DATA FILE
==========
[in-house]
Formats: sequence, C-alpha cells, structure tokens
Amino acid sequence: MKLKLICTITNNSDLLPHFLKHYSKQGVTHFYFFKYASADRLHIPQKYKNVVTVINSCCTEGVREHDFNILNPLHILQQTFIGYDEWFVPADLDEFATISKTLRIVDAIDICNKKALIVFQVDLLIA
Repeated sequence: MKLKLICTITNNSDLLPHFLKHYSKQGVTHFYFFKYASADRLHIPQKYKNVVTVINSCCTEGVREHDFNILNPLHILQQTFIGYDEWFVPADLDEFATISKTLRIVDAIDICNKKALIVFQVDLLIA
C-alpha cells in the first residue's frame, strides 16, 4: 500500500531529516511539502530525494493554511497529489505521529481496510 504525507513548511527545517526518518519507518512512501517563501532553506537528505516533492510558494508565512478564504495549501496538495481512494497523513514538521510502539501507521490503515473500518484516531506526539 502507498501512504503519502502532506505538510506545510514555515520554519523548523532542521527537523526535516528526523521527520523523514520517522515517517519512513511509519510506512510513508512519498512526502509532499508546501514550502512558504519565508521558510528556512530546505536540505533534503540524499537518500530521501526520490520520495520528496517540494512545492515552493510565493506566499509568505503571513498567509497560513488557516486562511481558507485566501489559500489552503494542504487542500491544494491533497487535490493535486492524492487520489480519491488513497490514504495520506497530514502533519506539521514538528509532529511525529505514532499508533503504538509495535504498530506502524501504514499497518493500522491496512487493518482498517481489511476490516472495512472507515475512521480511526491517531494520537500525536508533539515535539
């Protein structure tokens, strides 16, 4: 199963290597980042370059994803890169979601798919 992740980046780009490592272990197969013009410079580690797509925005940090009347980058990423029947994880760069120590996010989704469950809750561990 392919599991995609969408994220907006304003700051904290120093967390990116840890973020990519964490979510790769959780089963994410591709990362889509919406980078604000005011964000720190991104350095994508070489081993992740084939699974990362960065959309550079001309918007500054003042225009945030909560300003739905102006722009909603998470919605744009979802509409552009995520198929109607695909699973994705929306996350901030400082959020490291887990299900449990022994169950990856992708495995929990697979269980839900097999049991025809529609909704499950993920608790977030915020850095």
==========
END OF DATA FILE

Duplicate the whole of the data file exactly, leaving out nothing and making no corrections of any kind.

[in-house]
Formats: sequence, C-alpha cells, structure tokens
Amino acid sequence: MKLKLICTITNNSDLLPHFLKHYSKQGVTHFYFFKYASADRLHIPQKYKNVVTVINSCCTEGVREHDFNILNPLHILQQTFIGYDEWFVPADLDEFATISKTLRIVDAIDICNKKALIVFQVDLLIA
Repeated sequence: MKLKLICTITNNSDLLPHFLKHYSKQGVTHFYFFKYASADRLHIPQKYKNVVTVINSCCTEGVREHDFNILNPLHILQQTFIGYDEWFVPADLDEFATISKTLRIVDAIDICNKKALIVFQVDLLIA
C-alpha cells in the first residue's frame, strides 16, 4: 500500500531529516511539502530525494493554511497529489505521529481496510 504525507513548511527545517526518518519507518512512501517563501532553506537528505516533492510558494508565512478564504495549501496538495481512494497523513514538521510502539501507521490503515473500518484516531506526539 502507498501512504503519502502532506505538510506545510514555515520554519523548523532542521527537523526535516528526523521527520523523514520517522515517517519512513511509519510506512510513508512519498512526502509532499508546501514550502512558504519565508521558510528556512530546505536540505533534503540524499537518500530521501526520490520520495520528496517540494512545492515552493510565493506566499509568505503571513498567509497560513488557516486562511481558507485566501489559500489552503494542504487542500491544494491533497487535490493535486492524492487520489480519491488513497490514504495520506497530514502533519506539521514538528509532529511525529505514532499508533503504538509495535504498530506502524501504514499497518493500522491496512487493518482498517481489511476490516472495512472507515475512521480511526491517531494520537500525536508533539515535539
């Protein structure tokens, strides 16, 4: 199963290597980042370059994803890169979601798919 992740980046780009490592272990197969013009410079580690797509925005940090009347980058990423029947994880760069120590996010989704469950809750561990 392919599991995609969408994220907006304003700051904290120093967390990116840890973020990519964490979510790769959780089963994410591709990362889509919406980078604000005011964000720190991104350095994508070489081993992740084939699974990362960065959309550079001309918007500054003042225009945030909560300003739905102006722009909603998470919605744009979802509409552009995520198929109607695909699973994705929306996350901030400082959020490291887990299900449990022994169950990856992708495995929990697979269980839900097999049991025809529609909704499950993920608790977030915020850095």